“Diet for a Small Planet,” Making Ripples for 50 Years

by Anna Lappé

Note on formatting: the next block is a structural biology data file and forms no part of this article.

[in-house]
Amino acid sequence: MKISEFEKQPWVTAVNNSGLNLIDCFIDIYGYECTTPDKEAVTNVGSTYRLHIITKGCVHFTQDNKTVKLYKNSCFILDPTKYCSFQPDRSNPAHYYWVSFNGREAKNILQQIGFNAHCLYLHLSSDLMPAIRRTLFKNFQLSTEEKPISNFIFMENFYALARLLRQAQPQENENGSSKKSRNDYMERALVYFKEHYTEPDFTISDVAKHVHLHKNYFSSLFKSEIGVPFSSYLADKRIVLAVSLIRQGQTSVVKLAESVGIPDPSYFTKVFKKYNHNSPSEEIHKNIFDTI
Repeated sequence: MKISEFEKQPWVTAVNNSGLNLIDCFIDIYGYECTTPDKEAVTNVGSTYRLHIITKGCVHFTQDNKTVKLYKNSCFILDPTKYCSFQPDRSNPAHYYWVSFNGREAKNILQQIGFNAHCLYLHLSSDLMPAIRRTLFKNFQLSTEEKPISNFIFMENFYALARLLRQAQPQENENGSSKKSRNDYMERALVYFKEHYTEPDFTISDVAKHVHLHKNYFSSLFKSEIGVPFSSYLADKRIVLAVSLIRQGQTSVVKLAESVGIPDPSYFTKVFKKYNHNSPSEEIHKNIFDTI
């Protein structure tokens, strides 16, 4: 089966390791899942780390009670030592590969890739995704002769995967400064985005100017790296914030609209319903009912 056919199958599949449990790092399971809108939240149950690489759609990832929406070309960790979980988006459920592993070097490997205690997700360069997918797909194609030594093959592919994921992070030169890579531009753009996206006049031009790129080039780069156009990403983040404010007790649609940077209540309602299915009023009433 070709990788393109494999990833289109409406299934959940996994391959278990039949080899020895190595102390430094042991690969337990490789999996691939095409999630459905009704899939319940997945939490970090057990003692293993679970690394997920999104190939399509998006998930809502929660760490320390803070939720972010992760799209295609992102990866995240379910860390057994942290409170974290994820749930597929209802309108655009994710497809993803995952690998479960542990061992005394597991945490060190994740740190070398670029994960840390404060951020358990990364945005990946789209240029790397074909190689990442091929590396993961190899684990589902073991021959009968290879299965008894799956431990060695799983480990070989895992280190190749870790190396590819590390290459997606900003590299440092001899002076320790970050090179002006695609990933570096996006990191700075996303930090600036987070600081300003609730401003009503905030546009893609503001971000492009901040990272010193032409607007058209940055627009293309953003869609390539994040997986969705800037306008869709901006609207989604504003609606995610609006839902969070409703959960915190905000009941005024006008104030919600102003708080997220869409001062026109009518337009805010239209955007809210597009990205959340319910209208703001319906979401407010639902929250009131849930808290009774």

The New York Times Retro Report—a series I’ve always loved—pays tribute to my mother’s influence on the plant-based meat alternatives taking off today. I appear late in the nearly 14-minute video, emphasizing that the core message of my mother’s seminal 1971 book, Diet for a Small Planet, wasn’t actually about food, per se, it was about democracy—about who has the power to decide how land is used, what food is grown, how animals are raised. I try to stress what my mother has always been interested in not what she would love our plates to look like, but what our world should look like. Nearly fifty years ago, my mom was trying to expose the political and economic forces driving the industrial agriculture revolution that spawned the highly inefficient, inhumane, environmentally disastrous system of factory farming. In other words, her message was a much more nuanced story than meat vs. no-meat. With these new products in the marketplace, I think this message is as important as ever: We should remember that what we’re fighting for is real food, produced in a way that’s good for the planet and good for the people raising it—whether it’s from the plant kingdom, or not. I’m glad we got some of that story into this segment—along with a nice shot of my garden office.